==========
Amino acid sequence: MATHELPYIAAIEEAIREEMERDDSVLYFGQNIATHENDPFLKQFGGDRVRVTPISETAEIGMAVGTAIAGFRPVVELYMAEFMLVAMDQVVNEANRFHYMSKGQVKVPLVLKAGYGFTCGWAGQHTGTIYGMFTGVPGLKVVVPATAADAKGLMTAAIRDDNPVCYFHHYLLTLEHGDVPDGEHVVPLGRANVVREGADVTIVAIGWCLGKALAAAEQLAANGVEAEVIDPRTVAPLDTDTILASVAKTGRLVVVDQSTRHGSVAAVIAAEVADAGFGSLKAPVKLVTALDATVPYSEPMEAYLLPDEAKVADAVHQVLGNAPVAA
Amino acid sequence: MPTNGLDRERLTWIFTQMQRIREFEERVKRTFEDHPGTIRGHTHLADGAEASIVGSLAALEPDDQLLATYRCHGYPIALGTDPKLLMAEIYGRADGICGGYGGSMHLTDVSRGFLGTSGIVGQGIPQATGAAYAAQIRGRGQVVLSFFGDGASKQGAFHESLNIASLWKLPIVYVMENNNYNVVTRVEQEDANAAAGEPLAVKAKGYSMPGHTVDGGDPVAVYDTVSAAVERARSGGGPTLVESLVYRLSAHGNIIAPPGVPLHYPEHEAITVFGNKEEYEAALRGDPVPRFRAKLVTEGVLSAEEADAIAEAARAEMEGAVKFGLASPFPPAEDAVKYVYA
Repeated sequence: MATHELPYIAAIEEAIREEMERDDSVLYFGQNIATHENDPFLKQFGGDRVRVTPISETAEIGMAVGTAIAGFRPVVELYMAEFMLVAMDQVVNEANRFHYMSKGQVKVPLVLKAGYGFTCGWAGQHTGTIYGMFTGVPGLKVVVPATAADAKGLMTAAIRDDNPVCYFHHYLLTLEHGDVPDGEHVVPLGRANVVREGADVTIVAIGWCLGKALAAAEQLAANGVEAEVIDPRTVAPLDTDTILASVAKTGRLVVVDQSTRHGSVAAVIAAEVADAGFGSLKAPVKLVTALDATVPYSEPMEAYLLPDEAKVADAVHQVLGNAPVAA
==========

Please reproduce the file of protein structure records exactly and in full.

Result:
Amino acid sequence: MATHELPYIAAIEEAIREEMERDDSVLYFGQNIATHENDPFLKQFGGDRVRVTPISETAEIGMAVGTAIAGFRPVVELYMAEFMLVAMDQVVNEANRFHYMSKGQVKVPLVLKAGYGFTCGWAGQHTGTIYGMFTGVPGLKVVVPATAADAKGLMTAAIRDDNPVCYFHHYLLTLEHGDVPDGEHVVPLGRANVVREGADVTIVAIGWCLGKALAAAEQLAANGVEAEVIDPRTVAPLDTDTILASVAKTGRLVVVDQSTRHGSVAAVIAAEVADAGFGSLKAPVKLVTALDATVPYSEPMEAYLLPDEAKVADAVHQVLGNAPVAA
Amino acid sequence: MPTNGLDRERLTWIFTQMQRIREFEERVKRTFEDHPGTIRGHTHLADGAEASIVGSLAALEPDDQLLATYRCHGYPIALGTDPKLLMAEIYGRADGICGGYGGSMHLTDVSRGFLGTSGIVGQGIPQATGAAYAAQIRGRGQVVLSFFGDGASKQGAFHESLNIASLWKLPIVYVMENNNYNVVTRVEQEDANAAAGEPLAVKAKGYSMPGHTVDGGDPVAVYDTVSAAVERARSGGGPTLVESLVYRLSAHGNIIAPPGVPLHYPEHEAITVFGNKEEYEAALRGDPVPRFRAKLVTEGVLSAEEADAIAEAARAEMEGAVKFGLASPFPPAEDAVKYVYA
Repeated sequence: MATHELPYIAAIEEAIREEMERDDSVLYFGQNIATHENDPFLKQFGGDRVRVTPISETAEIGMAVGTAIAGFRPVVELYMAEFMLVAMDQVVNEANRFHYMSKGQVKVPLVLKAGYGFTCGWAGQHTGTIYGMFTGVPGLKVVVPATAADAKGLMTAAIRDDNPVCYFHHYLLTLEHGDVPDGEHVVPLGRANVVREGADVTIVAIGWCLGKALAAAEQLAANGVEAEVIDPRTVAPLDTDTILASVAKTGRLVVVDQSTRHGSVAAVIAAEVADAGFGSLKAPVKLVTALDATVPYSEPMEAYLLPDEAKVADAVHQVLGNAPVAA